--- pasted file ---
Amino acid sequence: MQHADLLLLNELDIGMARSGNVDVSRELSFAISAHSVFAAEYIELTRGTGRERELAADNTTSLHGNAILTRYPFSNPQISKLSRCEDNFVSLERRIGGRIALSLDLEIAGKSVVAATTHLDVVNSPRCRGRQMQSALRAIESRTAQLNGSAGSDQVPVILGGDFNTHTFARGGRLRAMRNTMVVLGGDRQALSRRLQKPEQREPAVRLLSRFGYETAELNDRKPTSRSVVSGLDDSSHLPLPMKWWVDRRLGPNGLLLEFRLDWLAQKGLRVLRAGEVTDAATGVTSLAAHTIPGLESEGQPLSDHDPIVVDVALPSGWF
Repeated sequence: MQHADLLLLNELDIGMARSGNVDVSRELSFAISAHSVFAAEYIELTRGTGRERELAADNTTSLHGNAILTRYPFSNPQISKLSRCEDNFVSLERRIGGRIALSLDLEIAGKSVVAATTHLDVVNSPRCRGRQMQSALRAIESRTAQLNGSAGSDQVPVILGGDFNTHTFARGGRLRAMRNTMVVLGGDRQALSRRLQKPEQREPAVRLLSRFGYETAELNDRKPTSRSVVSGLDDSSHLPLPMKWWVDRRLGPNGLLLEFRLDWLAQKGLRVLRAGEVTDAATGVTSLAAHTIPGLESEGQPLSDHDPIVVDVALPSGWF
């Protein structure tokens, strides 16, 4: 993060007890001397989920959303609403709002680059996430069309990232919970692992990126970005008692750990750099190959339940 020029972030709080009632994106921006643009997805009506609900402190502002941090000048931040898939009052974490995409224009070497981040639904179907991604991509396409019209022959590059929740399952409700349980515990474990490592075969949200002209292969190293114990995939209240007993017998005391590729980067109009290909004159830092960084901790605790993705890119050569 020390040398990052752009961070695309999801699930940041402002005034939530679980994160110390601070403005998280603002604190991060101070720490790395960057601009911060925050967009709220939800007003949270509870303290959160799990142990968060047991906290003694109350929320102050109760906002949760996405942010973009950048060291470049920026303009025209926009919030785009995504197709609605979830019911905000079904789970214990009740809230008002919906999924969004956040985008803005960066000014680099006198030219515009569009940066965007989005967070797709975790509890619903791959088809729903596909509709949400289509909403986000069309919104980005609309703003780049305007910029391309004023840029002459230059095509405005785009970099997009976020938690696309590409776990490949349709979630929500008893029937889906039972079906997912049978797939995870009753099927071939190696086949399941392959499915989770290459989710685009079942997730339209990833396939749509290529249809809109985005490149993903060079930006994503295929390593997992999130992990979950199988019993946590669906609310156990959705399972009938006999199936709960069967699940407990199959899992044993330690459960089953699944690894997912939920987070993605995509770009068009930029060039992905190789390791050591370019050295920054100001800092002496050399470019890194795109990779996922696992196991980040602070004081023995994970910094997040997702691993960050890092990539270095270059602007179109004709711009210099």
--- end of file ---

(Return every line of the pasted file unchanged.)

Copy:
Amino acid sequence: MQHADLLLLNELDIGMARSGNVDVSRELSFAISAHSVFAAEYIELTRGTGRERELAADNTTSLHGNAILTRYPFSNPQISKLSRCEDNFVSLERRIGGRIALSLDLEIAGKSVVAATTHLDVVNSPRCRGRQMQSALRAIESRTAQLNGSAGSDQVPVILGGDFNTHTFARGGRLRAMRNTMVVLGGDRQALSRRLQKPEQREPAVRLLSRFGYETAELNDRKPTSRSVVSGLDDSSHLPLPMKWWVDRRLGPNGLLLEFRLDWLAQKGLRVLRAGEVTDAATGVTSLAAHTIPGLESEGQPLSDHDPIVVDVALPSGWF
Repeated sequence: MQHADLLLLNELDIGMARSGNVDVSRELSFAISAHSVFAAEYIELTRGTGRERELAADNTTSLHGNAILTRYPFSNPQISKLSRCEDNFVSLERRIGGRIALSLDLEIAGKSVVAATTHLDVVNSPRCRGRQMQSALRAIESRTAQLNGSAGSDQVPVILGGDFNTHTFARGGRLRAMRNTMVVLGGDRQALSRRLQKPEQREPAVRLLSRFGYETAELNDRKPTSRSVVSGLDDSSHLPLPMKWWVDRRLGPNGLLLEFRLDWLAQKGLRVLRAGEVTDAATGVTSLAAHTIPGLESEGQPLSDHDPIVVDVALPSGWF
């Protein structure tokens, strides 16, 4: 993060007890001397989920959303609403709002680059996430069309990232919970692992990126970005008692750990750099190959339940 020029972030709080009632994106921006643009997805009506609900402190502002941090000048931040898939009052974490995409224009070497981040639904179907991604991509396409019209022959590059929740399952409700349980515990474990490592075969949200002209292969190293114990995939209240007993017998005391590729980067109009290909004159830092960084901790605790993705890119050569 020390040398990052752009961070695309999801699930940041402002005034939530679980994160110390601070403005998280603002604190991060101070720490790395960057601009911060925050967009709220939800007003949270509870303290959160799990142990968060047991906290003694109350929320102050109760906002949760996405942010973009950048060291470049920026303009025209926009919030785009995504197709609605979830019911905000079904789970214990009740809230008002919906999924969004956040985008803005960066000014680099006198030219515009569009940066965007989005967070797709975790509890619903791959088809729903596909509709949400289509909403986000069309919104980005609309703003780049305007910029391309004023840029002459230059095509405005785009970099997009976020938690696309590409776990490949349709979630929500008893029937889906039972079906997912049978797939995870009753099927071939190696086949399941392959499915989770290459989710685009079942997730339209990833396939749509290529249809809109985005490149993903060079930006994503295929390593997992999130992990979950199988019993946590669906609310156990959705399972009938006999199936709960069967699940407990199959899992044993330690459960089953699944690894997912939920987070993605995509770009068009930029060039992905190789390791050591370019050295920054100001800092002496050399470019890194795109990779996922696992196991980040602070004081023995994970910094997040997702691993960050890092990539270095270059602007179109004709711009210099």